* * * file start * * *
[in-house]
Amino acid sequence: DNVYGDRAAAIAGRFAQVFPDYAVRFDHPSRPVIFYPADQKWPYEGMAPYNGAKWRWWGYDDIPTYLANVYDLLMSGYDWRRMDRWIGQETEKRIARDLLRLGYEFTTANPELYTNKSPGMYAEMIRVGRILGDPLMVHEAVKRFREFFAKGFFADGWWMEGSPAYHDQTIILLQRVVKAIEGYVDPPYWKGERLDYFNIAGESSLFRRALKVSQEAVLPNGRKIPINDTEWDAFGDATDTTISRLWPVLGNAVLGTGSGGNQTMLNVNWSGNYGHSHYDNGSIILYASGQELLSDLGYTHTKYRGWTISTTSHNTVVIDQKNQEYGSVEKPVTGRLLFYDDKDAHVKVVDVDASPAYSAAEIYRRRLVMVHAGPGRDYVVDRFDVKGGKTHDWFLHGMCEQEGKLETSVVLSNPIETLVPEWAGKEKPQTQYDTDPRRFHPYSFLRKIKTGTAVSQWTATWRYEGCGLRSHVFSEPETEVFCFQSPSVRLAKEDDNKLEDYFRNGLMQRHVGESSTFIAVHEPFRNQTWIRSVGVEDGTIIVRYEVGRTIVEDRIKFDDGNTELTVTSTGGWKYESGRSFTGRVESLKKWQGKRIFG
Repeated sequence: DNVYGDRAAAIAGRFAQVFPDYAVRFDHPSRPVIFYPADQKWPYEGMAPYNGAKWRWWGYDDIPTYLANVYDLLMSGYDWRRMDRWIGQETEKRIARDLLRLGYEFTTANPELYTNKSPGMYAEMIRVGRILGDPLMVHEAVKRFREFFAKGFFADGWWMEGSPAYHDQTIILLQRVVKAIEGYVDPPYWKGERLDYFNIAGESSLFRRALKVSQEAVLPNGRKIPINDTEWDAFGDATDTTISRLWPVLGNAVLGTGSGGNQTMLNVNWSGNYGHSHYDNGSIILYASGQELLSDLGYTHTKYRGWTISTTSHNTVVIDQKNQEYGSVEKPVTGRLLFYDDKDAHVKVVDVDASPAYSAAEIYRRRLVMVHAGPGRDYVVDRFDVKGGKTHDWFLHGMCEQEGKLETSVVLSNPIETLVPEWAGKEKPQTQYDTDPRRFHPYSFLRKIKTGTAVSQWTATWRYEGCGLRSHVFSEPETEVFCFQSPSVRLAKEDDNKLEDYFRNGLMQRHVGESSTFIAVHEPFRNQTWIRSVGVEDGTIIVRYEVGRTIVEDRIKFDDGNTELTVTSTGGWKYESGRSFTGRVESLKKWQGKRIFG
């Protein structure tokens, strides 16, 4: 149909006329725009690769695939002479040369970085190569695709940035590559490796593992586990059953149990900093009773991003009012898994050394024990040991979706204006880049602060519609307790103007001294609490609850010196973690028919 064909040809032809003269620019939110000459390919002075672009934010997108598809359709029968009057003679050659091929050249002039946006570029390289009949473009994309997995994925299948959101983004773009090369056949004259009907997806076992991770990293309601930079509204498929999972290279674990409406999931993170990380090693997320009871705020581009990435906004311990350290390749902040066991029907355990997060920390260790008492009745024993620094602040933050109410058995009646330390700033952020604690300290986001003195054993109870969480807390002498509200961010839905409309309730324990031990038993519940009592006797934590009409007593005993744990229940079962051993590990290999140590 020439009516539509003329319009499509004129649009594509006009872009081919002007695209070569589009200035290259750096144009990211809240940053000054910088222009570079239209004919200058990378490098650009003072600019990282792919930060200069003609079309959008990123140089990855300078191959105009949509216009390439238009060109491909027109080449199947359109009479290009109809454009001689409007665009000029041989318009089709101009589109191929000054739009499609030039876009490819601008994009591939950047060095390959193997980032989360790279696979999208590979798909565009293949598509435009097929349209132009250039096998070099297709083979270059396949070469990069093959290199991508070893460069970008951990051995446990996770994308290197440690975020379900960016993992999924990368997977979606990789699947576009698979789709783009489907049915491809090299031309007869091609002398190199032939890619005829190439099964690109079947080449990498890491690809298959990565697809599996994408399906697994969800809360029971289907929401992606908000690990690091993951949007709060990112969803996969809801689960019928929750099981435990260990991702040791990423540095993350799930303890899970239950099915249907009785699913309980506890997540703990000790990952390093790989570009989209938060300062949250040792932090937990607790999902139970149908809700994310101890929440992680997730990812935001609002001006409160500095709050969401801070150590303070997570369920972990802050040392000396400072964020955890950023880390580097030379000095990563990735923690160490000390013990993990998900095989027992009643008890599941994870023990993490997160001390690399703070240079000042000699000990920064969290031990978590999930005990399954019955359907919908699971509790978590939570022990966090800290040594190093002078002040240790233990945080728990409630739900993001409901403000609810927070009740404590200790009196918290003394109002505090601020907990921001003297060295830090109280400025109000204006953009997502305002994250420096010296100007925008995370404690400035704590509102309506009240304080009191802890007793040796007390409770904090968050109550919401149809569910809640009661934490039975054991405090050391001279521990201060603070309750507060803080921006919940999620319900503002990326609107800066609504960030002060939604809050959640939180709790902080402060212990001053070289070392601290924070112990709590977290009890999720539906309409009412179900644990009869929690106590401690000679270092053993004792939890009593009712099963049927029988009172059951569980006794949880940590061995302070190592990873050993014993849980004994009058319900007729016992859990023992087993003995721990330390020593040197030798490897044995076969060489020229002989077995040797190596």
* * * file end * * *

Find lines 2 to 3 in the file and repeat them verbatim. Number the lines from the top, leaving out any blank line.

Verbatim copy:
Amino acid sequence: DNVYGDRAAAIAGRFAQVFPDYAVRFDHPSRPVIFYPADQKWPYEGMAPYNGAKWRWWGYDDIPTYLANVYDLLMSGYDWRRMDRWIGQETEKRIARDLLRLGYEFTTANPELYTNKSPGMYAEMIRVGRILGDPLMVHEAVKRFREFFAKGFFADGWWMEGSPAYHDQTIILLQRVVKAIEGYVDPPYWKGERLDYFNIAGESSLFRRALKVSQEAVLPNGRKIPINDTEWDAFGDATDTTISRLWPVLGNAVLGTGSGGNQTMLNVNWSGNYGHSHYDNGSIILYASGQELLSDLGYTHTKYRGWTISTTSHNTVVIDQKNQEYGSVEKPVTGRLLFYDDKDAHVKVVDVDASPAYSAAEIYRRRLVMVHAGPGRDYVVDRFDVKGGKTHDWFLHGMCEQEGKLETSVVLSNPIETLVPEWAGKEKPQTQYDTDPRRFHPYSFLRKIKTGTAVSQWTATWRYEGCGLRSHVFSEPETEVFCFQSPSVRLAKEDDNKLEDYFRNGLMQRHVGESSTFIAVHEPFRNQTWIRSVGVEDGTIIVRYEVGRTIVEDRIKFDDGNTELTVTSTGGWKYESGRSFTGRVESLKKWQGKRIFG
Repeated sequence: DNVYGDRAAAIAGRFAQVFPDYAVRFDHPSRPVIFYPADQKWPYEGMAPYNGAKWRWWGYDDIPTYLANVYDLLMSGYDWRRMDRWIGQETEKRIARDLLRLGYEFTTANPELYTNKSPGMYAEMIRVGRILGDPLMVHEAVKRFREFFAKGFFADGWWMEGSPAYHDQTIILLQRVVKAIEGYVDPPYWKGERLDYFNIAGESSLFRRALKVSQEAVLPNGRKIPINDTEWDAFGDATDTTISRLWPVLGNAVLGTGSGGNQTMLNVNWSGNYGHSHYDNGSIILYASGQELLSDLGYTHTKYRGWTISTTSHNTVVIDQKNQEYGSVEKPVTGRLLFYDDKDAHVKVVDVDASPAYSAAEIYRRRLVMVHAGPGRDYVVDRFDVKGGKTHDWFLHGMCEQEGKLETSVVLSNPIETLVPEWAGKEKPQTQYDTDPRRFHPYSFLRKIKTGTAVSQWTATWRYEGCGLRSHVFSEPETEVFCFQSPSVRLAKEDDNKLEDYFRNGLMQRHVGESSTFIAVHEPFRNQTWIRSVGVEDGTIIVRYEVGRTIVEDRIKFDDGNTELTVTSTGGWKYESGRSFTGRVESLKKWQGKRIFG